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A Monkey with Human Eyes and Other Links from the Brink

The views expressed are those of the author and are not necessarily those of Scientific American.

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A winning snail, an unusual monkey and abused manatees are among the endangered species in the news this week.

Magazine Mountain shagreen snailBest News of the Week: The Magazine Mountain shagreen snail (Inflectarius magazinensis) has become the first invertebrate protected by the Endangered Species Act to fully recover. The snail has now been removed from the endangered species list, hopefully never to return.

Photo: Trey Reid, Arkansas Game & Fish Commission

Worst News of the Week: A massive new study reveals that 60 percent of UK wildlife has seen population declines over the past 50 years. The study also found that 10 percent of all UK species risk extinction.

Turtle, Turtle: World Turtle Day was celebrated on May 23, an occasion which led Treehugger and Time to each run lists of the world’s most endangered turtle species.

Speaking of Lists: The annual list of the 10 Most Amazing and Awesome Newly Discovered Species (not its official name) was also announced on May 23. This year’s list—which covers species discovered (or at least scientifically described) in 2012—includes a tiny violet, a carnivorous sponge, a monkey with human-like eyes, and the world’s smallest vertebrate. Several of these species could be considered endangered or at least vulnerable.

lesulaThe monkey is actually a pretty interesting story. The lesula (Cercopithecus lomamiensis) was discovered by scientists in the Democratic Republic of Congo in 2007 and formally described in 2012. It has a relatively small range which is contained on either side by massive rivers the monkey can’t navigate across. Although new to science, locals have long known about and hunted the monkeys. Like many species in the region, the bushmeat trade is probably its biggest current threat. That might explain those sad eyes.

Photo: Noel Rowe via PLoS One

Scientists are Howling Mad: Fifteen of the country’s top wolf researchers and conservation biologists have sent a letter to Secretary of the Interior Sally Jewel in hopes that she can put a stop to ongoing plans to remove all Endangered Species Act protections for gray wolves in the lower 48 states. Luckily, the wolves have already earned a temporary reprieve. The U.S. Fish and Wildlife Service announced this week that it had hit an “unexpected delay” that would indefinitely hold up its plan to delist the predators.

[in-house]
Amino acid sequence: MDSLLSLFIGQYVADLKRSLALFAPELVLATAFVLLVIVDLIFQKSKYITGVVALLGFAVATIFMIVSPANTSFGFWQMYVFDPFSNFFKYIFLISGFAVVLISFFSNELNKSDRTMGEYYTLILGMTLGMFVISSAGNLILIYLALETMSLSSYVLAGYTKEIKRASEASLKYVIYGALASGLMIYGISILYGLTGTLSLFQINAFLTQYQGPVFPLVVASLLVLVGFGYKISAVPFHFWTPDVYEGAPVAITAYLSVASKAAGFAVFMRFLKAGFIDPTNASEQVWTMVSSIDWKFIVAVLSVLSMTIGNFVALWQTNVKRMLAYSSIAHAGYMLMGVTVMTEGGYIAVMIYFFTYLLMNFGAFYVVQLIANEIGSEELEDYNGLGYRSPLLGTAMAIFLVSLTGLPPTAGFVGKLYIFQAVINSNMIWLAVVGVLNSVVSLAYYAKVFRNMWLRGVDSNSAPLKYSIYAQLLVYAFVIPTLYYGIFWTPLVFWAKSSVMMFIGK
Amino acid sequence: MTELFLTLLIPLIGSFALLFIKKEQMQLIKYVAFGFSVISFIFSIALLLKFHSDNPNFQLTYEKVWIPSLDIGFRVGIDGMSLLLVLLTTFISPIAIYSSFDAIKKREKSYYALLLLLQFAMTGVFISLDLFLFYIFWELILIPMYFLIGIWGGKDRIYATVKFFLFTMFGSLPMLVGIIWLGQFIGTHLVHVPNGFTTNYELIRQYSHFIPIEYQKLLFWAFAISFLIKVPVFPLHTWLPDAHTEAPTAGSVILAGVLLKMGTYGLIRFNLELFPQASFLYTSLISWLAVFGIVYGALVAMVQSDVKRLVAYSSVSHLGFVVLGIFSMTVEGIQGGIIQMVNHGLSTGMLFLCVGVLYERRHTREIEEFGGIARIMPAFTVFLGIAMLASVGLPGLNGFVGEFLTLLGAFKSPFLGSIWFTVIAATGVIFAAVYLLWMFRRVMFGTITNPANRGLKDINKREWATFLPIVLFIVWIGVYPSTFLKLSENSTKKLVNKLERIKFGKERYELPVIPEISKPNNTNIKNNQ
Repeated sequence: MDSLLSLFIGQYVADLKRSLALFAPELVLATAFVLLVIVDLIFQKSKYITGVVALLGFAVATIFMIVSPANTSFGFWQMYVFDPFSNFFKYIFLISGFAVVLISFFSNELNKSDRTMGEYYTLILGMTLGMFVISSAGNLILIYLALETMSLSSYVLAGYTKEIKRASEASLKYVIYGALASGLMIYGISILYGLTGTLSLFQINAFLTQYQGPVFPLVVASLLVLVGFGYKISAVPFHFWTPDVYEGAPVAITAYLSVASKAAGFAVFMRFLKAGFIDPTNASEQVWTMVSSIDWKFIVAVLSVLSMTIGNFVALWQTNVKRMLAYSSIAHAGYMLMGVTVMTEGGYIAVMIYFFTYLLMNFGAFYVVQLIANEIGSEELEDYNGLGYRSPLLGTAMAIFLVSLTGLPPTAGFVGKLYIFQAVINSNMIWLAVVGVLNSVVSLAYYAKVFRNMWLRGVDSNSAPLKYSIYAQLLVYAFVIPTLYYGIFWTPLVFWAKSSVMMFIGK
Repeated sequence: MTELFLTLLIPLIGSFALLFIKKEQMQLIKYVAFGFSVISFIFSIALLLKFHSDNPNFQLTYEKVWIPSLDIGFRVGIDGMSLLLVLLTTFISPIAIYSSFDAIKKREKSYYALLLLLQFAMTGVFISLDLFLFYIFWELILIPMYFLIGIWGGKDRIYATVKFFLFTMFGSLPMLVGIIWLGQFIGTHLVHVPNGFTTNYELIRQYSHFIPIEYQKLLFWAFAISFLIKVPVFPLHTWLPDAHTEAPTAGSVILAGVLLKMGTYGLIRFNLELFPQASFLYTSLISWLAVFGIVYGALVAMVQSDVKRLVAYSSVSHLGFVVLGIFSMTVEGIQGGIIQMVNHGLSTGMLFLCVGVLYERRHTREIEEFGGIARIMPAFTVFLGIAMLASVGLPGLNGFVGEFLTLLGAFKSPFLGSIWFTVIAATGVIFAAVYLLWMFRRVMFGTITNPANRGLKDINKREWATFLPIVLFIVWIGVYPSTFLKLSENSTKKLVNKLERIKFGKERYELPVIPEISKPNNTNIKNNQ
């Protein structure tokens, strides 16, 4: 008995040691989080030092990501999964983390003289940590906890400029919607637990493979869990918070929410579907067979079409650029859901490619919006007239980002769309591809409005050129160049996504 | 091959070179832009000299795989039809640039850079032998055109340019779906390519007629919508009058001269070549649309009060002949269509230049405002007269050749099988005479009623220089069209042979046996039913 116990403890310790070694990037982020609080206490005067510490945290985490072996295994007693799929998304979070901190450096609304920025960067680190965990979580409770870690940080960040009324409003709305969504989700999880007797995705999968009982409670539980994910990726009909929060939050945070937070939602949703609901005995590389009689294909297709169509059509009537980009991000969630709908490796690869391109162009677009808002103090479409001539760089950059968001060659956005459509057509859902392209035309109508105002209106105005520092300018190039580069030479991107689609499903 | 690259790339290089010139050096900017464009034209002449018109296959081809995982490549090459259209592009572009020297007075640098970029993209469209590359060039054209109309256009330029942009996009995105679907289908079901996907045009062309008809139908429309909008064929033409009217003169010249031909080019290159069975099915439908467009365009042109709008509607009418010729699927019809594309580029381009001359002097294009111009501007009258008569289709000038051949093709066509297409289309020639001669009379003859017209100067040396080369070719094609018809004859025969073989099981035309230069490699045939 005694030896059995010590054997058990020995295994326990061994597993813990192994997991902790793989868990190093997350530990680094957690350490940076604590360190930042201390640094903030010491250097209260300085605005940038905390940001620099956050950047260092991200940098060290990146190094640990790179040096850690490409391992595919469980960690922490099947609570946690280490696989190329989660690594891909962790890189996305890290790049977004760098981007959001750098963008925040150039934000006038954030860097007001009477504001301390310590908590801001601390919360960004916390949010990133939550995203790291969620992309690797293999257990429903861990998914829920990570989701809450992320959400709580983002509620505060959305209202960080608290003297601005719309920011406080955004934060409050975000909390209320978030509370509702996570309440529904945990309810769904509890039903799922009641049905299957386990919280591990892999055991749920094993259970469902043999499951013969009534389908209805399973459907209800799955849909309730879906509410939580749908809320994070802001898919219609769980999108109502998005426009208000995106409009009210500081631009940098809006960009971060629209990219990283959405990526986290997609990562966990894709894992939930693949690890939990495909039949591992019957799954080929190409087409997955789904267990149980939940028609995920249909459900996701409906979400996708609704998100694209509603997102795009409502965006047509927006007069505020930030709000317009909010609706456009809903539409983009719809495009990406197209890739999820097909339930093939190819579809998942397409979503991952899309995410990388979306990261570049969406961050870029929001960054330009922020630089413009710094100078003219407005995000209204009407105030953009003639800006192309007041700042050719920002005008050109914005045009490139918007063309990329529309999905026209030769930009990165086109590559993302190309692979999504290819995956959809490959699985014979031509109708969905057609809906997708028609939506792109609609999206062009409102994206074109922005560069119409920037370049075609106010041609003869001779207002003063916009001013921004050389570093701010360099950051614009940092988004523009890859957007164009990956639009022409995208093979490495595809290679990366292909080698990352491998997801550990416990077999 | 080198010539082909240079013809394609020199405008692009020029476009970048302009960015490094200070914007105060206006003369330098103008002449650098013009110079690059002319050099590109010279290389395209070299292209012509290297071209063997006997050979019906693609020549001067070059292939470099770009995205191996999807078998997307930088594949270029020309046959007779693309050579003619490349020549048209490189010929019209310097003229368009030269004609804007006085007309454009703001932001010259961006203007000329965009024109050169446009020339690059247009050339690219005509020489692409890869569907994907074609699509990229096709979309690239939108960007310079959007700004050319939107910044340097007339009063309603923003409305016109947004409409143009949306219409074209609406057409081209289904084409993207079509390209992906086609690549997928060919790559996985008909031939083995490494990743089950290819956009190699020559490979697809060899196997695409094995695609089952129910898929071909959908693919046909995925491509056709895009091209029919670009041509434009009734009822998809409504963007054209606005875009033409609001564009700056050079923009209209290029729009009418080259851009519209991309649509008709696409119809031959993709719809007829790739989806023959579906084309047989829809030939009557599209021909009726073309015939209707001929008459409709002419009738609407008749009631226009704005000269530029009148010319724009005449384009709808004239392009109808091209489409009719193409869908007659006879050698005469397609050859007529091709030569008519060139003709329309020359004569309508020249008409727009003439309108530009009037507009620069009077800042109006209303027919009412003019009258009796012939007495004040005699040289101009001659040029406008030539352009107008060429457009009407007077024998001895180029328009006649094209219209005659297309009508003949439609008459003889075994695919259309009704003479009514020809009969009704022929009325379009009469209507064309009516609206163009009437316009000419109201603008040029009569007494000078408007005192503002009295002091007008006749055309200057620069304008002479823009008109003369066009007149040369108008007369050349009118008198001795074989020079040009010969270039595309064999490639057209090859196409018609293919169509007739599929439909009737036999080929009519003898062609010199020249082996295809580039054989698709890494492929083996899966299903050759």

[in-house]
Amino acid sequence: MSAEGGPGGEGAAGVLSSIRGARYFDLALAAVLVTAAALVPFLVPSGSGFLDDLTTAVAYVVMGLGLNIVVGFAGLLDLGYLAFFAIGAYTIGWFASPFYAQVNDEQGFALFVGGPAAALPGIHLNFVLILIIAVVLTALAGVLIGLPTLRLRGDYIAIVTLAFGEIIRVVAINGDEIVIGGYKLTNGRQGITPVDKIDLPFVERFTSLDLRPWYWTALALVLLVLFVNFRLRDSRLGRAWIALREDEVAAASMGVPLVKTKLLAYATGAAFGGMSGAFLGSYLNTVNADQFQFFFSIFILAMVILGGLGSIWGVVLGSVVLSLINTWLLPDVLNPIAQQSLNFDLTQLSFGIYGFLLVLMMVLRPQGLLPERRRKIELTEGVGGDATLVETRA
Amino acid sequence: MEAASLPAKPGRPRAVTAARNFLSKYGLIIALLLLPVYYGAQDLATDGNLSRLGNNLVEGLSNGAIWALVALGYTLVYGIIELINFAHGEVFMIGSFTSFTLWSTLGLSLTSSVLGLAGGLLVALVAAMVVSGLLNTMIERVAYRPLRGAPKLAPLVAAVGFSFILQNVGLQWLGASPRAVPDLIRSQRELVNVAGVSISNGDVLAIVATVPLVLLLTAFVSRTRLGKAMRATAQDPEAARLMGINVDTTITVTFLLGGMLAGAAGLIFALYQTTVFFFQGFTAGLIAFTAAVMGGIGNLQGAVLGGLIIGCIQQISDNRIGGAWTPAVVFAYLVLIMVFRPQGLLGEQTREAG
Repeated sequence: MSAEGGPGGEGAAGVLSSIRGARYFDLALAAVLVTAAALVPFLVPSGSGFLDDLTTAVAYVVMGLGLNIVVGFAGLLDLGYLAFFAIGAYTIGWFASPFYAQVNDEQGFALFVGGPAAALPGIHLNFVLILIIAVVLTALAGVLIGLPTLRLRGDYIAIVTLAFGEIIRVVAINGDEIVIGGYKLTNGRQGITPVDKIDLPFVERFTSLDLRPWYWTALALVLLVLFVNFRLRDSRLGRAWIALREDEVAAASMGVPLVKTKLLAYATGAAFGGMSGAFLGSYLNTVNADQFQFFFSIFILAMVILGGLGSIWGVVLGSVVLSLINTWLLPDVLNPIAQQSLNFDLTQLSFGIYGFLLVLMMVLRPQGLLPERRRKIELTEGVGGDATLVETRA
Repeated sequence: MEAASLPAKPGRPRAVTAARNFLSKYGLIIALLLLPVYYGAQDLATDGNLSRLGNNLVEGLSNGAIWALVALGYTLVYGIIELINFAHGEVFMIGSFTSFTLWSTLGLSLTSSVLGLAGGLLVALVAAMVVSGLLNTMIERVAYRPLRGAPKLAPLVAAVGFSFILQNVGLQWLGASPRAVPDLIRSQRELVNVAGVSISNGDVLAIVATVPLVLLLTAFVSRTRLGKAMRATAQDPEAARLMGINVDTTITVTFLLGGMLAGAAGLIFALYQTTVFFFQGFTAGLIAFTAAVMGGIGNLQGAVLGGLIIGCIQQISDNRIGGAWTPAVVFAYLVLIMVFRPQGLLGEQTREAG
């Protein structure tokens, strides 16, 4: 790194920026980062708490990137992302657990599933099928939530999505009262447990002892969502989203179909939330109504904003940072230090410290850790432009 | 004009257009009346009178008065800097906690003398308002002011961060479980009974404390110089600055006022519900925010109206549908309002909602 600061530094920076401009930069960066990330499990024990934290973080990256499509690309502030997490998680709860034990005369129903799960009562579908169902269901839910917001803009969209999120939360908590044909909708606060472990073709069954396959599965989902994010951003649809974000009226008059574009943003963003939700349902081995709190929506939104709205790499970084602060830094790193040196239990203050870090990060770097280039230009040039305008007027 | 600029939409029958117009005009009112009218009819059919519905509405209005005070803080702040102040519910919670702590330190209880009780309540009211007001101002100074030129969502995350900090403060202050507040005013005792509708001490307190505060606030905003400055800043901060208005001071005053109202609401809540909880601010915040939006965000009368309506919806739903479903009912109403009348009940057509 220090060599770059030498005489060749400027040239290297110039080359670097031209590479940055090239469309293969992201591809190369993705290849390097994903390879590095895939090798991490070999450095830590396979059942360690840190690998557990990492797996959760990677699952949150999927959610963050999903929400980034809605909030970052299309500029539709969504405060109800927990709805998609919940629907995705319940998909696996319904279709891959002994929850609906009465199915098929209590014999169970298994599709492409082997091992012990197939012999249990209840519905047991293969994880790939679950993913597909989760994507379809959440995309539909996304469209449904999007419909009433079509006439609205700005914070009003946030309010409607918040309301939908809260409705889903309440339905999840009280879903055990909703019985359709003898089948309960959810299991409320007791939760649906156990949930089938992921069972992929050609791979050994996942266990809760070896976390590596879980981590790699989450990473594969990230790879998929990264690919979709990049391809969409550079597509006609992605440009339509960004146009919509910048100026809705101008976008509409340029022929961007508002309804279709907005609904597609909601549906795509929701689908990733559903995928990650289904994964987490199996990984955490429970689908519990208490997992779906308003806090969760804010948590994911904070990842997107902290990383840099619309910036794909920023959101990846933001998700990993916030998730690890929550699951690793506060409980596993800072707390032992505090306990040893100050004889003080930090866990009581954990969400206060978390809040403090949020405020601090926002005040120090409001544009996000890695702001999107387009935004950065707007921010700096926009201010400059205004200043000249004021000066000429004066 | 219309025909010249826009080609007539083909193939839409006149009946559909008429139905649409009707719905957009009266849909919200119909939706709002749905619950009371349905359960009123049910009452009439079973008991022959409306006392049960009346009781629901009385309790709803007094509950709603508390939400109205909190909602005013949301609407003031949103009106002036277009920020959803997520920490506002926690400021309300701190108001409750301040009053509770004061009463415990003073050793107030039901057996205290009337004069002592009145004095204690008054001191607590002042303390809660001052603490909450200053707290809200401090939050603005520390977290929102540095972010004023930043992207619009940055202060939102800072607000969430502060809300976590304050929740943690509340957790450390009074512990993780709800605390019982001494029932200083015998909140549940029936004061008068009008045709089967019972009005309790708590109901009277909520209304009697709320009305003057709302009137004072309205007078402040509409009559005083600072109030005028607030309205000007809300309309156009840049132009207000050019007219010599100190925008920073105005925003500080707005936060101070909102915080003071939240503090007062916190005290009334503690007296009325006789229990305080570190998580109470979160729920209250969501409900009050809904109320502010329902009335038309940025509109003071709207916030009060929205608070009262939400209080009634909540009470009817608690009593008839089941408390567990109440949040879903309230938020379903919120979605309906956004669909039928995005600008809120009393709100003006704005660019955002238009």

Foxy: The Associated Press offers an update on the island fox, which I wrote about a few weeks ago. Things are looking good for these rare canids.

Oh for Crying Out Loud: People, please, stop riding and jumping on manatees! I can assure you, they don’t like it and you’ll probably end up in jail.

What Can the Average Person Do to Help Endangered Species? A Tiger Journal interviews Jean-Christophe Vié, Director of IUCN’s Global Species Program and Director of SOS – Save Our Species. I like his answers.

Well, that’s it for this time around. For more endangered species news stories throughout the week, read the regular Extinction Countdown articles here at Scientific American, “like” Extinction Countdown on Facebook, or follow me on Twitter.

John R. Platt About the Author: Twice a week, John Platt shines a light on endangered species from all over the globe, exploring not just why they are dying out but also what's being done to rescue them from oblivion. Follow on Twitter @johnrplatt.

The views expressed are those of the author and are not necessarily those of Scientific American.

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  1. 1. David Cummings 10:10 am 05/25/2013

    “The first contact scientists had with the monkey was when they encountered a juvenile female, kept in a cage by a primary school director in the town of Opala.”
    – from the BBC story

    That must have been an amazing moment, walking into a room and seeing this monkey in a cage, a monkey no one even knew existed.

    Link to this
  2. 2. John R. Platt in reply to John R. Platt 10:43 am 05/25/2013

    The “what the heck is that?” moment is my favorite part of science.

    Link to this

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